It's not long though before these subtleties are swept aside once more in favour of all-out, whiplash-inducing mania, and by this time it's difficult to decide if you're becoming desensitised to the effect or merely bored by it. There's no doubting the added visceral thrill of the flying scenes, where the tilting sensation mingles with on-screen perspectives to induce a real white-knuckle rush - one can only imagine how The Phantom Menace's podrace would have benefited from the D-Box - but it soon becomes all too tempting to turn the technology down.

As a D-Box virgin, it would perhaps have been a cop-out to do that, so this movie-goer refused to touch that dial for the entire 132 minutes of John Carter. While at times the seat's vibration was strangely soothing - recalling those ridiculous airport lounge massage chairs most people wouldn't be caught dead reclining upon - the near-constant brutality of the film's climactic battles did actually prove punishing. God only knows how less sturdy audiences will deal with this year's inevitable three-hour cinema-marathons.

Reflection also reveals several practical niggles that are perhaps impossible to ignore. The seats themselves are so bulky - they don't fold away when you're not sitting on them - that people on the outside inevitably have to stand up to allow the inner circle to escape to the toilet, something which will no doubt be necessary with the sort of bloated-in-length epics that the technology will attract. There's no space underneath the seats either, meaning any belongings you may have are going to risk being stomped on, not least by yourself.

Kids will no doubt be increasingly targeted by the D-Box campaign, but the seats may prove hard to manage for their guardians. There's no seat-belt, so smaller children run genuine risk of sliding off their perch during the otherwise most enjoyable tilting effects. They will also find the dial a novel distraction; it will be hard to resist turning their own and each others' up and down during the films.

No family outing to the cinema would be complete without a doomsday-scenario's worth of rations, but the already overwhelming temptation for butter-fingered youths to make a mess will increase inexorably with the realisation that the seats are going to make it unavoidable and perhaps even excusable. Indeed, adults will also struggle to keep their goods intact; they should expect to sacrifice a few handfuls of popcorn here and there, to walk out with a some new drink-stains or ketchup-blobs adorning their clothing. Nachos? Don't bother, unless you consider them a fashion statement.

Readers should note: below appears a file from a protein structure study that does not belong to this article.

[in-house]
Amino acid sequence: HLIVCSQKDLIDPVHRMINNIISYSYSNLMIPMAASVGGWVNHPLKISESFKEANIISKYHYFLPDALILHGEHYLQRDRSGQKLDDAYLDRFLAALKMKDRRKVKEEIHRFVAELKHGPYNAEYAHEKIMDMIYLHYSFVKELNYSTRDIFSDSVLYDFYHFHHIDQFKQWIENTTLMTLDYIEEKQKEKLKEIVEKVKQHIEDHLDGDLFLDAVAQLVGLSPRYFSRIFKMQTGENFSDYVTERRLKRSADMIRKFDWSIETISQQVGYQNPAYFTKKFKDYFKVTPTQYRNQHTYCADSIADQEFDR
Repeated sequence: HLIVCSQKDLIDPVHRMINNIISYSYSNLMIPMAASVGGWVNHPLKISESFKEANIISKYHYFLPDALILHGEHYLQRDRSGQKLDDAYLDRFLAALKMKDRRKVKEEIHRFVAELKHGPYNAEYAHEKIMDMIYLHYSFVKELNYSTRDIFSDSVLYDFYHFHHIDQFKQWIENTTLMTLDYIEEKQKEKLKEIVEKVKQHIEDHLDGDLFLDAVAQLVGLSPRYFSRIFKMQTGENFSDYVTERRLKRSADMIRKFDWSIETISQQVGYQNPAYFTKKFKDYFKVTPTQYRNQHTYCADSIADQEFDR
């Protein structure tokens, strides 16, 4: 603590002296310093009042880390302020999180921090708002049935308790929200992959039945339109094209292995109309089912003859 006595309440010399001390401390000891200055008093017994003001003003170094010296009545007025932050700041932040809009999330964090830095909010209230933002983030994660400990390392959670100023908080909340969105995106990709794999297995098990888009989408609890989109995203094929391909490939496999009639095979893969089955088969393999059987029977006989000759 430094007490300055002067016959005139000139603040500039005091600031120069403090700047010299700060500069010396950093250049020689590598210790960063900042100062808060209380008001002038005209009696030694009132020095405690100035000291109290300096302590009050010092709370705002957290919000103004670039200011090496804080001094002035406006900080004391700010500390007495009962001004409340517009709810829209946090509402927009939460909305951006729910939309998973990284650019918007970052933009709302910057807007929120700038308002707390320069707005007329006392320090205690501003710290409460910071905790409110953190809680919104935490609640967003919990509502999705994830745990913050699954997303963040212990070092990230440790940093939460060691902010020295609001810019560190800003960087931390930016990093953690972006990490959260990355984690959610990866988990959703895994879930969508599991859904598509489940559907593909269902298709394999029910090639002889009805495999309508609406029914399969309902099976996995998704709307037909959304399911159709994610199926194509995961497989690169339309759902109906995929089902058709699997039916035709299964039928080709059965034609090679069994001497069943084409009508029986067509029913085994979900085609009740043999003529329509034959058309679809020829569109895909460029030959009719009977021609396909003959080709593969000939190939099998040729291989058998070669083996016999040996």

Of course, the financial implications of the technology will be utmost in the minds of both punters and cinema management. Assuming most of the films utilising the D-Box will also be 3D (although the resolutely 2D The Hunger Games is the only other upcoming release announced for it), the average patron will be looking at a ticket price of over £15 per head in total, and that's before they've considered splashing out on the aforementioned expensive treats that stand a good chance of ending up all over the floor. In times of recession, this could keep even more people at home, while those who do attend will potentially feel segregated in terms of their monetary outlay and perceived experience (viewers adjacent to D-Box sections will no doubt feel like they're missing out, and could find the seats distracting them from their own enjoyment of the film).

Several genres will probably benefit from the technology more than others; horror films in particular could be an even bigger bundle of fun with their perennial music stings backed up by D-Box's back-stabbing effects. Older films that people already know and love could also prove worthwhile for the treatment; it's easy to imagine James Cameron's imminent 3D re-release of Titanic being a flagship for the D-Box with its leisurely build-up leading to an even more impressive pay-off during the orgiastic disaster-movie finale. However it's implemented in future, its practitioners will hopefully learn to exercise a little restraint, using it in rhythm with their narratives rather than riding roughshod all over them.

Total immersion or dubious distraction? Ruthless rip-off or essential enhancement? It's too early to call, but while the D-Box technology might not be for everyone in the long term, it definitely deserves to be experienced at least once.